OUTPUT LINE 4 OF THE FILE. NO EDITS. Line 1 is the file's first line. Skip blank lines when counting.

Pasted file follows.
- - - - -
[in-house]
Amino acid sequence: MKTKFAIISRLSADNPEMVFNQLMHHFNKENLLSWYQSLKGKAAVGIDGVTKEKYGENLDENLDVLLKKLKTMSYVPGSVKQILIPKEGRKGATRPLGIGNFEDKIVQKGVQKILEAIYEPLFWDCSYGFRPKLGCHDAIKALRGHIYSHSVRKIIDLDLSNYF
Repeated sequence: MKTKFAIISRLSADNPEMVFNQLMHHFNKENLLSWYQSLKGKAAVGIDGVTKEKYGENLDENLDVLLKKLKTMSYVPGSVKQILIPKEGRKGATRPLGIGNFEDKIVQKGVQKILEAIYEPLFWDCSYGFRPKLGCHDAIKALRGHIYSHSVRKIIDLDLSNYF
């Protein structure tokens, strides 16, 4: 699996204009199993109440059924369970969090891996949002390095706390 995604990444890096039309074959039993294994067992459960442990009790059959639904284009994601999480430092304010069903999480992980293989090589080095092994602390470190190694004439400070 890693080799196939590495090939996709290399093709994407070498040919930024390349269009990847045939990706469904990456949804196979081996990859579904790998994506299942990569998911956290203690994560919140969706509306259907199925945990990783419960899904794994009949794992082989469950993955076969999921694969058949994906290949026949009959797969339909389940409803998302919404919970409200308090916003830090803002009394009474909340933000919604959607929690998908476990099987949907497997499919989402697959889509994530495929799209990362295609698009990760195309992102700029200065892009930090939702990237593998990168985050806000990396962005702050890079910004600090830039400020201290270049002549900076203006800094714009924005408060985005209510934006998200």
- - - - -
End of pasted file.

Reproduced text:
């Protein structure tokens, strides 16, 4: 699996204009199993109440059924369970969090891996949002390095706390 995604990444890096039309074959039993294994067992459960442990009790059959639904284009994601999480430092304010069903999480992980293989090589080095092994602390470190190694004439400070 890693080799196939590495090939996709290399093709994407070498040919930024390349269009990847045939990706469904990456949804196979081996990859579904790998994506299942990569998911956290203690994560919140969706509306259907199925945990990783419960899904794994009949794992082989469950993955076969999921694969058949994906290949026949009959797969339909389940409803998302919404919970409200308090916003830090803002009394009474909340933000919604959607929690998908476990099987949907497997499919989402697959889509994530495929799209990362295609698009990760195309992102700029200065892009930090939702990237593998990168985050806000990396962005702050890079910004600090830039400020201290270049002549900076203006800094714009924005408060985005209510934006998200």